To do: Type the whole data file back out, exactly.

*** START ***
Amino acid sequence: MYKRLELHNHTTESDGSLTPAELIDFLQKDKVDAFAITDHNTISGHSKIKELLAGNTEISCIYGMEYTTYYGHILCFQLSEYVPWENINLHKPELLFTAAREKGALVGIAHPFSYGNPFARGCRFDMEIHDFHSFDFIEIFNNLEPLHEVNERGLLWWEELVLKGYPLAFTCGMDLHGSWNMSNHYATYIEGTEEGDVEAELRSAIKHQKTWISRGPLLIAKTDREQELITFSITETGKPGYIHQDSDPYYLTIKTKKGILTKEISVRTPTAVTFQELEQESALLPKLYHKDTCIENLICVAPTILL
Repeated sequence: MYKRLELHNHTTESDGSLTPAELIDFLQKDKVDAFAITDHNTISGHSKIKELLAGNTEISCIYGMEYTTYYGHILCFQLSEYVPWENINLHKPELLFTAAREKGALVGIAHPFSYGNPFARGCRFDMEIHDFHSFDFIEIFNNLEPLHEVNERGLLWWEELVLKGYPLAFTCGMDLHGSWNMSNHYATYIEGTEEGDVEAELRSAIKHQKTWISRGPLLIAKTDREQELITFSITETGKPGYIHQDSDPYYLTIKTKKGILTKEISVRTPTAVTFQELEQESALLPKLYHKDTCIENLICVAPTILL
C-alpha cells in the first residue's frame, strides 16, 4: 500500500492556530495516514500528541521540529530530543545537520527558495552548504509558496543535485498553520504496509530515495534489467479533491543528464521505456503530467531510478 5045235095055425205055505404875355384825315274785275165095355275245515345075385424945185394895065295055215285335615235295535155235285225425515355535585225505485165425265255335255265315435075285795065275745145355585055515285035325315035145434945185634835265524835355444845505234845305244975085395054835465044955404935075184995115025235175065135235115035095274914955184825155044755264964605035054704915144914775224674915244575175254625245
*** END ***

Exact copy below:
Amino acid sequence: MYKRLELHNHTTESDGSLTPAELIDFLQKDKVDAFAITDHNTISGHSKIKELLAGNTEISCIYGMEYTTYYGHILCFQLSEYVPWENINLHKPELLFTAAREKGALVGIAHPFSYGNPFARGCRFDMEIHDFHSFDFIEIFNNLEPLHEVNERGLLWWEELVLKGYPLAFTCGMDLHGSWNMSNHYATYIEGTEEGDVEAELRSAIKHQKTWISRGPLLIAKTDREQELITFSITETGKPGYIHQDSDPYYLTIKTKKGILTKEISVRTPTAVTFQELEQESALLPKLYHKDTCIENLICVAPTILL
Repeated sequence: MYKRLELHNHTTESDGSLTPAELIDFLQKDKVDAFAITDHNTISGHSKIKELLAGNTEISCIYGMEYTTYYGHILCFQLSEYVPWENINLHKPELLFTAAREKGALVGIAHPFSYGNPFARGCRFDMEIHDFHSFDFIEIFNNLEPLHEVNERGLLWWEELVLKGYPLAFTCGMDLHGSWNMSNHYATYIEGTEEGDVEAELRSAIKHQKTWISRGPLLIAKTDREQELITFSITETGKPGYIHQDSDPYYLTIKTKKGILTKEISVRTPTAVTFQELEQESALLPKLYHKDTCIENLICVAPTILL
C-alpha cells in the first residue's frame, strides 16, 4: 500500500492556530495516514500528541521540529530530543545537520527558495552548504509558496543535485498553520504496509530515495534489467479533491543528464521505456503530467531510478 5045235095055425205055505404875355384825315274785275165095355275245515345075385424945185394895065295055215285335615235295535155235285225425515355535585225505485165425265255335255265315435075285795065275745145355585055515285035325315035145434945185634835265524835355444845505234845305244975085395054835465044955404935075184995115025235175065135235115035095274914955184825155044755264964605035054704915144914775224674915244575175254625245